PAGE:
Looking at slide six and seven — and that give you a more graphic view of how the acquisition will enhance and further diversify ETP’s asset base and cash flow profile, while reinforcing ETP’s investment grade rating. The inventory of attractive and identified organic NGL and crude oil projects at Sunoco Logistics augments ETP’s slate of growth projects providing visibility to meaningful EBITDA growth while further diversifying ETP’s business mix.

As a result of the diversification this transaction provides, we’ll have repositioned ourselves from being almost a pure played natural gas pipeline company to a much broader, more diversified enterprise with a well-balanced business mix of cash flows. With much of it underpinned by fee-based, long-term contracts, thereby reducing our exposure to commodity price and basis differential volatility.

The combined assets of these two companies are complementary and create opportunities such as the potential to convert underutilized natural gas pipelines to move crude and refined products to Sunoco Logistics’ network and utilizing ETP’s experience in natural gas liquids to participate in the Marcellus Shale.

With that, I will now hand it over to Brian.

Brian P. MacDonald

Thanks, Martin. I want to start up by saying that all of us at Sunoco are extremely excited about this transaction. For those of you unfamiliar with Sunoco, if you turn to slide eight you will see how much we’ve transformed our company over the last four years.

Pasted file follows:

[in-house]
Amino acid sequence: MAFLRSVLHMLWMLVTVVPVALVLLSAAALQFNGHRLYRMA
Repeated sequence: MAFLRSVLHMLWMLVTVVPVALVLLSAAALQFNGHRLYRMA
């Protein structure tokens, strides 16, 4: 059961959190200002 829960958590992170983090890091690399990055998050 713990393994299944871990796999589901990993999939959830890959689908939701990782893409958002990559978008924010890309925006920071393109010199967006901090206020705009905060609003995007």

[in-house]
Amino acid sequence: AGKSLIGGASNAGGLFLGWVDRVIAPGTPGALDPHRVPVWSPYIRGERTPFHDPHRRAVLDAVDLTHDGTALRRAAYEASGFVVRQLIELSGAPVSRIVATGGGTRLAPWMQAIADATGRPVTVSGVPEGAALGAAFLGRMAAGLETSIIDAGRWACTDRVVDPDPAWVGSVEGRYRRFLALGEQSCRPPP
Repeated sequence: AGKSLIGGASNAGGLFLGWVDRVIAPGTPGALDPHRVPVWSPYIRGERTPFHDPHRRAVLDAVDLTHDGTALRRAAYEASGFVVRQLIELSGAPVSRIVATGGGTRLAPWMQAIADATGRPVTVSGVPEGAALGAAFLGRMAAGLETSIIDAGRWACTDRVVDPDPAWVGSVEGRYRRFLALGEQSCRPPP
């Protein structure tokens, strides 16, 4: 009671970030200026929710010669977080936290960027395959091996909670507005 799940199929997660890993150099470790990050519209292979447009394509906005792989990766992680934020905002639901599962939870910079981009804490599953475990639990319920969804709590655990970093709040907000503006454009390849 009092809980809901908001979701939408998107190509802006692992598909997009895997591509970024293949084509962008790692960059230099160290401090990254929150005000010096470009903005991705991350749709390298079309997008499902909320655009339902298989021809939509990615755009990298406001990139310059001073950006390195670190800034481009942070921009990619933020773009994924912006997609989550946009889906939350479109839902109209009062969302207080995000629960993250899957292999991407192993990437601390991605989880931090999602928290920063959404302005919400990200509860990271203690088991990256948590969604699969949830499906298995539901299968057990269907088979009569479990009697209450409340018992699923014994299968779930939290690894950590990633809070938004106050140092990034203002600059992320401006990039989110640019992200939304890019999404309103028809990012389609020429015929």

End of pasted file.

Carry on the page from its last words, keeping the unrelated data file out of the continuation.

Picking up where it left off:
In 2008, we were much bigger business with a very large refining operation, as well as Chemicals and Coke businesses. Over the last few years we have completely sold-off our Chemicals businesses, dramatically reduced our refining operations and our exposure to the volatile business through sale or idling, and in January of this year, we completed the spin-off of the Coke business.

We also announced late last year that we will exit the refining business by either closing the refineries or, as we recently disclosed, through our proposed refinery joint venture being discussed by Sunoco and the Carlyle Group. Overall, we’ve become a much stronger, more focused company as a result of these actions, narrowing in on our logistics and retail operations.